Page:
Thomas suggested his client was entitled to "some real consideration" for the minimum 20-year sentence because he is a changed person since the incident and his 18 months in jail.
"He was a troubled young man," Thomas said, indicating Badgley was running with the wrong crowd since graduating from Cloverdale High School. "He was frustrated and didn't know what to do. Even in the video you can see he's agitated.
"I know he's changed," Thomas continued. "He's never been a discipline problem in jail. I think he's deserving of some real consideration here."
Calling him a victim of his own circumstances, Thomas said Badgley's mother has forgiven him and would welcome him home and into her life again when he is released from prison.
If the court imposed the minimum sentence, Thomas suggested, Badgley would be about 30 and could still "get an education, find employment, live with his mother," and enjoy the simple things in life -- or as she suggested -- "go out and eat a Dairy Queen ice cream cone" as they used to.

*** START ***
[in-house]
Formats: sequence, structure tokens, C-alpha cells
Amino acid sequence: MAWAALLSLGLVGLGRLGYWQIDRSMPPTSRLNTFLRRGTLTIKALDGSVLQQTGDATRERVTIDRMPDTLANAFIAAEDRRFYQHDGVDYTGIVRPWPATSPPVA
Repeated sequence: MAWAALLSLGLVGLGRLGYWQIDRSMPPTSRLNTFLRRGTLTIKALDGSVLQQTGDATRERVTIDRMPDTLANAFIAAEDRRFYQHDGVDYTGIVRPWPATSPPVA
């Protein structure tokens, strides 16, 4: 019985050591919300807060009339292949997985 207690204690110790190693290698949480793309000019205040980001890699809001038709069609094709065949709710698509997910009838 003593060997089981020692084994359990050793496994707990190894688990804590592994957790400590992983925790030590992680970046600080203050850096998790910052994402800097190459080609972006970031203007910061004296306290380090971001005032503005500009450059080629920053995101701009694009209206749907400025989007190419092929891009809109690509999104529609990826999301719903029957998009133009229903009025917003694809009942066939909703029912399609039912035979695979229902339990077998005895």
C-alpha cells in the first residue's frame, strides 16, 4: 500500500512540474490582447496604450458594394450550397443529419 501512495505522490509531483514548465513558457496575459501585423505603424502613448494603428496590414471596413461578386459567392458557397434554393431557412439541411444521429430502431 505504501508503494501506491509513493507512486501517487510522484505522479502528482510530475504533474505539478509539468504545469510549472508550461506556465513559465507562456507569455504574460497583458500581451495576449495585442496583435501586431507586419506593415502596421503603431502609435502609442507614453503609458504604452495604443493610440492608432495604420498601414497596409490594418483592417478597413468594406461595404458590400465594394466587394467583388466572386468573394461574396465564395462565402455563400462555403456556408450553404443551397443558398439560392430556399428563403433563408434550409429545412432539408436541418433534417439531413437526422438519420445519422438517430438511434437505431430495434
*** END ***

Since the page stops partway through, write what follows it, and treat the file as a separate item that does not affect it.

However, Judge Bridges unveiled his own scorecard of aggravating and mitigating circumstances.
He noted Badgley's young age (22), his lack of serious criminal history and the fact he did accept responsibility and plead guilty as mitigating factors all in his corner.
Aggravating factors, however, outweighed them, the judge said.
Bridges pointed to such factors as the victim being unarmed, the idea the father was there to try to save his son's life, and the fact the son could have let cooler heads prevail by walking out the kitchen door instead of grabbing a knife from the drawer.
"Today," Judge Bridges added, "is the first time I have ever heard him say 'I'm sorry.' It's convenient to say 'I'm sorry' when you're about to go to prison."
Badgely was remanded to the custody of the Putnam County Jail, pending his transfer to DOC. Bridges said he would recommend that following the initial time at the diagnostic center at Plainfield Badgley be housed at Putnamville to be closer to his family.